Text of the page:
Microsoft has struggled to get Windows Phone into the hands of consumers for some time now. Most countries around the world only have between a 1% and 5% market share of Windows Phone, while Android consistently outperforms Windows Phone with nearly 80% of worldwide market share. There are a number of reasons Microsoft’s mobile platform hasn’t made significant dents in competing platforms’ numbers, but probably the biggest one is app selection. Pick up any Windows Phone and browse the app store on it and you’ll quickly find that many popular apps on Android and iOS simply aren’t available on the platform, and looking at the top 10 reveals older games like JetPack Joyride still sitting in the #3 spot as of yesterday, March 12th. Then there’s also sheer platform variety that’s lacking too, as Nokia seems to be the only platform to be found anywhere, especially now that Microsoft owns the hardware division of the Finnish company. With all these factors in mind what is an OEM to do that’s still trying to garner success with its Windows Phone phones? Dual-boot the most popular mobile OS in the world of course! Yes that’s right, the Chinese manufacturer Huawei is entering into a brave new world of dual-booting phones and is committed to using as many mobile operating systems as needed to achieve their goals. Speaking in an interview with Trusted Reviews Shao YAng, Huawei’s Chief Marketing Officer, said that “With Windows Phone, one direction for us – and one that we are now following – is dual OS. Dual OS as in Android and Windows together.” This is being done because they are still committed to Microsoft’s platform but want to see greater success with those devices as a whole.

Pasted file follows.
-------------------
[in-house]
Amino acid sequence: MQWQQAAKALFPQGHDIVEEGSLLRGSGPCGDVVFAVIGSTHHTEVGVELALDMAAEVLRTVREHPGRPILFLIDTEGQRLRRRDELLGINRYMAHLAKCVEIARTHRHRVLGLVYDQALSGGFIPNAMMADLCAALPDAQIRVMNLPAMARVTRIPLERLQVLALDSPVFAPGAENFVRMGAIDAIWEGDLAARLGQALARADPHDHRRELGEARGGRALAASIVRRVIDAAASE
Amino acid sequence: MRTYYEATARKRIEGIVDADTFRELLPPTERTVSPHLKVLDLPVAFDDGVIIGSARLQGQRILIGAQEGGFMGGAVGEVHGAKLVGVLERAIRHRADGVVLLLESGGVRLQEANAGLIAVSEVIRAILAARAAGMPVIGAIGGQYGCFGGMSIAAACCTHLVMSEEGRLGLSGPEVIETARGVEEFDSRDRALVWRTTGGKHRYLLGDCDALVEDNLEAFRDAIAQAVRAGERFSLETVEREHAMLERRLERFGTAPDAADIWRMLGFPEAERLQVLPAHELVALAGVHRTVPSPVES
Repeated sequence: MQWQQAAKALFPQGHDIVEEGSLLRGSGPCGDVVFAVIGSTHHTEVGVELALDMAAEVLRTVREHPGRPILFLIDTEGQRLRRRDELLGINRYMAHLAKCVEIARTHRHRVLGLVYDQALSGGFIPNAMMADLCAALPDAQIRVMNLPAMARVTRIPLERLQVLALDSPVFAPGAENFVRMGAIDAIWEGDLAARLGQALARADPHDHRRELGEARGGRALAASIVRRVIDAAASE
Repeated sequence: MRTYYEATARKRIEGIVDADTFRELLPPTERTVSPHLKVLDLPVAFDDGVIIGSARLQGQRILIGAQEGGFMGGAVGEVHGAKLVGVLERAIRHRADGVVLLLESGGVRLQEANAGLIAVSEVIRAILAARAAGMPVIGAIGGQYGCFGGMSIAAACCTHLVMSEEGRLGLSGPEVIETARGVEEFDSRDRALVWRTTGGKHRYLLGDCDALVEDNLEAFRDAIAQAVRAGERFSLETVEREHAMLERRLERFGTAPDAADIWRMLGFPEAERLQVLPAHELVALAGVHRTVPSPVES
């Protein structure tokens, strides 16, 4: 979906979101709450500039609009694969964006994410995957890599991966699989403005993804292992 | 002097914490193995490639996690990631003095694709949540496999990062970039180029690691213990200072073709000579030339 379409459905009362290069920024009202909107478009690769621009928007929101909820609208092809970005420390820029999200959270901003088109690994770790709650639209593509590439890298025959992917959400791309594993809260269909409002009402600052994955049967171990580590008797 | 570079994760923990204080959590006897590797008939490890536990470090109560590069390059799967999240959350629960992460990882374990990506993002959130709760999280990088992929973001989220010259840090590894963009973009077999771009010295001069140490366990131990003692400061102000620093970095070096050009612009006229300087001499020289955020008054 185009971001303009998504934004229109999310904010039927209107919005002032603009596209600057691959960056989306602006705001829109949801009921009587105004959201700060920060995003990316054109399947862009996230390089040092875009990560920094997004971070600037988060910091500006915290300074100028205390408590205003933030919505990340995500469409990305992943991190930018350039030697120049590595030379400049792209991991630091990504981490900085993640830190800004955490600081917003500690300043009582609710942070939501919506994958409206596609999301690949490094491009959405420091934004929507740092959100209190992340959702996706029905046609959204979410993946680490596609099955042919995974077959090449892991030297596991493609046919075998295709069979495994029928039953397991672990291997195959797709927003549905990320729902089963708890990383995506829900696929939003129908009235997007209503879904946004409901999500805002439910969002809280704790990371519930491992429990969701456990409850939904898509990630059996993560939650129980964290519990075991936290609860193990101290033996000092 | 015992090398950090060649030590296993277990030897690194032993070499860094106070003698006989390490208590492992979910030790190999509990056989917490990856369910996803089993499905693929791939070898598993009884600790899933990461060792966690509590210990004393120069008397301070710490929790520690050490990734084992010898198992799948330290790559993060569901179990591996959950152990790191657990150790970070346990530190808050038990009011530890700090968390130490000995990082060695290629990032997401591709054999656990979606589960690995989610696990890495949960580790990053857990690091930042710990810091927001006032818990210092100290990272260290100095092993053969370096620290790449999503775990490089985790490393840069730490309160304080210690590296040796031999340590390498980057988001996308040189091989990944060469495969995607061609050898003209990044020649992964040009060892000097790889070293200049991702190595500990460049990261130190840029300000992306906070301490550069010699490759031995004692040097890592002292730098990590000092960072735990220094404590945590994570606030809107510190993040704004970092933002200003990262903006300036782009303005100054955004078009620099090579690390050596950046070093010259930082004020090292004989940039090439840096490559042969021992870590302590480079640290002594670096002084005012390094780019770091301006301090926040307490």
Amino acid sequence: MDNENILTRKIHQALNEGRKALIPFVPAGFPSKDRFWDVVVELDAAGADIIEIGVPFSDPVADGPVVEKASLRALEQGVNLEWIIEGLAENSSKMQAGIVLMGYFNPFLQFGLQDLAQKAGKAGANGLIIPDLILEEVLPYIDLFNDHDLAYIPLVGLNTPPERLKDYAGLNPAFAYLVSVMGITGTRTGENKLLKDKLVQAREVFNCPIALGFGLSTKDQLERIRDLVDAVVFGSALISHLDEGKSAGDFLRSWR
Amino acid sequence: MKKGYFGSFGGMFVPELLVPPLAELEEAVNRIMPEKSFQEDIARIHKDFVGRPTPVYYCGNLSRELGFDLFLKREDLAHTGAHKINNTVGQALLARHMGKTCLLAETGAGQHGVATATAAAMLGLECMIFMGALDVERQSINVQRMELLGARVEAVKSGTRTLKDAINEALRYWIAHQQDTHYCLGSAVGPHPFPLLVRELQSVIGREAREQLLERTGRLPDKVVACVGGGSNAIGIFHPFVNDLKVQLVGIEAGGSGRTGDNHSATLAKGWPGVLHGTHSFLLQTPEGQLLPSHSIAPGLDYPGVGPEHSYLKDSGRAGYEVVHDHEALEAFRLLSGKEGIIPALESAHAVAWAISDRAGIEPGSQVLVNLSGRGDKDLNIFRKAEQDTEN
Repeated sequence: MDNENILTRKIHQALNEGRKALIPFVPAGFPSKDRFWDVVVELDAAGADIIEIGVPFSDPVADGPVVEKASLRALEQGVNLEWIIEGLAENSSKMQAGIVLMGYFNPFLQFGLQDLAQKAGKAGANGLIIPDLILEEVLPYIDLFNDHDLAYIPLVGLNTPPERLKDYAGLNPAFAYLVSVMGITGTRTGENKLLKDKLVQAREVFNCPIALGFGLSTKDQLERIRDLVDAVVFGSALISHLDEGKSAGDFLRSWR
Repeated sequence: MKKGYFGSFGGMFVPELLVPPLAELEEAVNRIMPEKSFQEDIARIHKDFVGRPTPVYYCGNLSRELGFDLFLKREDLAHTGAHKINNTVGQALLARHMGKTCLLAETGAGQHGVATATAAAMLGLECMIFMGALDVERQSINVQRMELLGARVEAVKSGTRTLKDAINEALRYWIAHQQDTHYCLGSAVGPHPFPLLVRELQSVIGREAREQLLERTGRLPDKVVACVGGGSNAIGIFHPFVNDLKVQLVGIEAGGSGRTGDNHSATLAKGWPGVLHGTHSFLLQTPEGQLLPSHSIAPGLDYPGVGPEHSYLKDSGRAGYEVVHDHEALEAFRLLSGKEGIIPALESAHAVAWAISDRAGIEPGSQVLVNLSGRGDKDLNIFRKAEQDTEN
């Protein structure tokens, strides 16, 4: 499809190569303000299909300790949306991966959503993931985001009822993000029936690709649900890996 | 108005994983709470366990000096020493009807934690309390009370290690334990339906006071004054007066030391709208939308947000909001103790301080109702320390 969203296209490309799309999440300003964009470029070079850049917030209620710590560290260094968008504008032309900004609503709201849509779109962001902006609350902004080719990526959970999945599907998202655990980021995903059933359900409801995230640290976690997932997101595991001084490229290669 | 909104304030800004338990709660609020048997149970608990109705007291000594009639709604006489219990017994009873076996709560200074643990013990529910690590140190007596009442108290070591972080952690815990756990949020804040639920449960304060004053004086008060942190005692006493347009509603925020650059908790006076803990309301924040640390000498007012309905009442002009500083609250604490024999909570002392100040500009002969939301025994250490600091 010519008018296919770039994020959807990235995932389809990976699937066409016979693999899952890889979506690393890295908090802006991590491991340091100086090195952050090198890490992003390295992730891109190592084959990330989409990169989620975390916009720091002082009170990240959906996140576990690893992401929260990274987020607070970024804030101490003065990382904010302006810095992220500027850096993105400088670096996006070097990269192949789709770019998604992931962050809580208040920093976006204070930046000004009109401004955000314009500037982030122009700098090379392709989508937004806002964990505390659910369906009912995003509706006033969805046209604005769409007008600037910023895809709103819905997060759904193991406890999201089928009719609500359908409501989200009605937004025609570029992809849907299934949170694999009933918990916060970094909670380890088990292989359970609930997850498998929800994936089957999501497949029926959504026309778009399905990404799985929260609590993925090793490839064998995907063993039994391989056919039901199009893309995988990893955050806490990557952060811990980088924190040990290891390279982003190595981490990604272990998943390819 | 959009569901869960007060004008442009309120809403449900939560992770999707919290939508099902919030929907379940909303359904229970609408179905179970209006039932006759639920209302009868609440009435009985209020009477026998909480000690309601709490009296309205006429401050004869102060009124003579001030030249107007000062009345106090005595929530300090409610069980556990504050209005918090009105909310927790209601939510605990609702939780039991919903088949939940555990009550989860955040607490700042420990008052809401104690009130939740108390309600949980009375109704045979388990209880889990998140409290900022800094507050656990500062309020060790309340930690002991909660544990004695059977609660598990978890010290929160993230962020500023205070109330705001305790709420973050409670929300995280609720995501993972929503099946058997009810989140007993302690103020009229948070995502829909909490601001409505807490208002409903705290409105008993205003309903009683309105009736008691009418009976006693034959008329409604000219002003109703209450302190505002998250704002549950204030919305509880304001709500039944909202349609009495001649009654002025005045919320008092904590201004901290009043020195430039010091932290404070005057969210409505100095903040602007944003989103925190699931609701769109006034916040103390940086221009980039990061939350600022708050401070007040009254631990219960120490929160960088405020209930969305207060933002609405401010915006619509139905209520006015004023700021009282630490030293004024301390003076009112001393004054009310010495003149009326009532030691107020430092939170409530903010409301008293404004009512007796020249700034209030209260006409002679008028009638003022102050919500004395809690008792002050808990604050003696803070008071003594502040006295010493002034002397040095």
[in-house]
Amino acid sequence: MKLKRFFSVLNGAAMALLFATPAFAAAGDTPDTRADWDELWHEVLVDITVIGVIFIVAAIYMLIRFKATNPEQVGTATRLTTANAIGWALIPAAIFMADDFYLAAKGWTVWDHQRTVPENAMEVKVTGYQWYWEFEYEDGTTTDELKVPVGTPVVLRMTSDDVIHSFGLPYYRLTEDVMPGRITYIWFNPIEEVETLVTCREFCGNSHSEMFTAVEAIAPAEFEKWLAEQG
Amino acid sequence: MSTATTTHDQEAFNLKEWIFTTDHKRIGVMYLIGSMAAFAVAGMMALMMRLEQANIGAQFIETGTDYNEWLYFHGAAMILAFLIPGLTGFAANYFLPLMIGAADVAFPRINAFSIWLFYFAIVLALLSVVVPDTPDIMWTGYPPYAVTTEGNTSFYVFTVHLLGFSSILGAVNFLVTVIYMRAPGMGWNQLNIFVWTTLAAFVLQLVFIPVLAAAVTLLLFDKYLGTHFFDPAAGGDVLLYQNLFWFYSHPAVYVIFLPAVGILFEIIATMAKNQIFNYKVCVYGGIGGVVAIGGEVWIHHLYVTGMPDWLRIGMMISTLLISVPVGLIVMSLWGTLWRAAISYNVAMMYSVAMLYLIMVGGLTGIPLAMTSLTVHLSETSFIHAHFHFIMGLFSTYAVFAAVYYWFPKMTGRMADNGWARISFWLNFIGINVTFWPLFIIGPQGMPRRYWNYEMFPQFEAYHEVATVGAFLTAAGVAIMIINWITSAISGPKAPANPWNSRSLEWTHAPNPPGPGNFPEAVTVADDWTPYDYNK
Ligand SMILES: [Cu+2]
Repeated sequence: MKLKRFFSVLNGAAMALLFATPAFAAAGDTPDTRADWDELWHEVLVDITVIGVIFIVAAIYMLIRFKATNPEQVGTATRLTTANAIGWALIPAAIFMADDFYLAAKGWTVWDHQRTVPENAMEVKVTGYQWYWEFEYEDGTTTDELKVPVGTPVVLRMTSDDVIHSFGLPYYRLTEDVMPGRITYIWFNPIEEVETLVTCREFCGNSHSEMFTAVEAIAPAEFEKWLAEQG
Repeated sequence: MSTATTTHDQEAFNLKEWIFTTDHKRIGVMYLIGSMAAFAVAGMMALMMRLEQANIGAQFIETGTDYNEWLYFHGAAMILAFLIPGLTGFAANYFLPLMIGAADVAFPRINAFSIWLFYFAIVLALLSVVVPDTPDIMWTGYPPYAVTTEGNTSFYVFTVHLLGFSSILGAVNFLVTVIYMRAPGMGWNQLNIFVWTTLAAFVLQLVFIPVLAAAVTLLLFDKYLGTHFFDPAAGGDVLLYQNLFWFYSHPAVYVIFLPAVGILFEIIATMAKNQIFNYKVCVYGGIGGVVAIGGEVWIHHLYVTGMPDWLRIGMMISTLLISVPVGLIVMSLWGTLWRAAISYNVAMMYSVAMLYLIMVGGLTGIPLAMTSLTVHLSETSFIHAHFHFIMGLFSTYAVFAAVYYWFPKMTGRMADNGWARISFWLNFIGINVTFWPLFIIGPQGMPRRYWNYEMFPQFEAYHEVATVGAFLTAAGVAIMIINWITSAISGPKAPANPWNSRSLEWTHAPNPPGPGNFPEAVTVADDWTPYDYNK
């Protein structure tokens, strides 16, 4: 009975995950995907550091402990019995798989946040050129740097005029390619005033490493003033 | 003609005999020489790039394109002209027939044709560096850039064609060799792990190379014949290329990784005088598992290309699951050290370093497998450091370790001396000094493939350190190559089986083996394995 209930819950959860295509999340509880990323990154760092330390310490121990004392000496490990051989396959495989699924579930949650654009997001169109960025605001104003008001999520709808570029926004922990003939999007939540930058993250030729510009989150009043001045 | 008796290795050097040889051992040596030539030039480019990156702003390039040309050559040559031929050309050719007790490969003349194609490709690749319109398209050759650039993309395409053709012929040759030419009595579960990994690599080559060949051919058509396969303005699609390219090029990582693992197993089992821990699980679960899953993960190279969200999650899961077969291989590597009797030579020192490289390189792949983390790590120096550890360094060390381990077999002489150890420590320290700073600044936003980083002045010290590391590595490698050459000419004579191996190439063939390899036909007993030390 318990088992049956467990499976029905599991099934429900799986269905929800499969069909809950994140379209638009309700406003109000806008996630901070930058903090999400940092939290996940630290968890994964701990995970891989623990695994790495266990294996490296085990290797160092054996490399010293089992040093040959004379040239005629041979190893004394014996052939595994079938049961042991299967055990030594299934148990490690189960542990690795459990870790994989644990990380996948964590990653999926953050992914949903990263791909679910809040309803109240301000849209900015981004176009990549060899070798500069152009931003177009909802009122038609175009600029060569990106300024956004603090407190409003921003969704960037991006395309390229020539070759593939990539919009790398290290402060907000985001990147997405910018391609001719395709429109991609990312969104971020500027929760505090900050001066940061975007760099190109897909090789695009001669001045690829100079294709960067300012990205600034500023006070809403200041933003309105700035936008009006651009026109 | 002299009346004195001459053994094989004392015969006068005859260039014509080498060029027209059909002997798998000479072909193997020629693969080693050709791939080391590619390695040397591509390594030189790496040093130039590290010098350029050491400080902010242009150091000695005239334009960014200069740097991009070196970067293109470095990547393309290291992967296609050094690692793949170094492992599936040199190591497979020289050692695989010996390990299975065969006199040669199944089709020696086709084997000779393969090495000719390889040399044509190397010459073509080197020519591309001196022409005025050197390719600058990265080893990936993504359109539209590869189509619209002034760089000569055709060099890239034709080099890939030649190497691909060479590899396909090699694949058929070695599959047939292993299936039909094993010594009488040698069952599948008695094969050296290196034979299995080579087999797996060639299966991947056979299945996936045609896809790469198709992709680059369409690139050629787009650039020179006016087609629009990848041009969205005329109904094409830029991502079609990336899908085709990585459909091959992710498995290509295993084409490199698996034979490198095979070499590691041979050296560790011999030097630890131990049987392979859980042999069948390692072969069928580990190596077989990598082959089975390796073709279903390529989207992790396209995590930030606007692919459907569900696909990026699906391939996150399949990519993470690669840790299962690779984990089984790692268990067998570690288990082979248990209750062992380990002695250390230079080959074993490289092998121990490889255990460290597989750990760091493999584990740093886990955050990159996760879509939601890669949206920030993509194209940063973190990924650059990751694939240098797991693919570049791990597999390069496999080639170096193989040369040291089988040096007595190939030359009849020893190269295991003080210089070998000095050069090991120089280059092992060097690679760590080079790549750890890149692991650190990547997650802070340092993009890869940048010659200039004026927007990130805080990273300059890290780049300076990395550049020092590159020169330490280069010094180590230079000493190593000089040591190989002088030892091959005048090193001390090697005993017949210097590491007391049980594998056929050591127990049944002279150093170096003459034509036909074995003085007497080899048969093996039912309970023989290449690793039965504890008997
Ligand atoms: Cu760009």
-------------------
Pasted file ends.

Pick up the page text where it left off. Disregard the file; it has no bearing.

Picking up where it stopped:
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Speaking further on the issue he added that “If it is Windows only, maybe people will not find it as easy a decision to buy the phone. If they have the Android and Windows together, you can change it as you wish and it is much easier for people to choose Windows Phone.” It’s pretty clear that even Huawei doesn’t have full faith in Windows Phone in general, but is dual-booting really the answer? Microsoft’s mobile OS is a smooth and cohesive experience, no doubt, but does anyone really want to manage contacts and apps between the two on the same phone when nearly nothing works together or seamlessly? Remember there are no Google services on Windows Phone, and as such you won’t have a GMail app, can’t sync your Google contacts easily, and basically don’t have access to anything you do on the Android side of things without some finagling. Windows 8.1 is expected to debut at Microsoft’s Build conference next month and will usher in a new series of changes to add functionality to the OS, so it’ll be interesting to see whether or not Huawei sees success with these devices. We’ve seen many laptops already do this sort of thing and it didn’t make Microsoft very happy, and even recently we’ve seen that Google is opposed to this tactic as well. With no one on the software side of things happy about the fusion of mobile operating systems, will anyone but the manufacturer win in this case? We’ll see in the coming months as Huawei shows off these devices and gets them on sale, particularly in the US where the Huawei name isn’t well known and hasn’t even been sold for some time now anyway thanks to Huawei pulling out of the US market some time ago.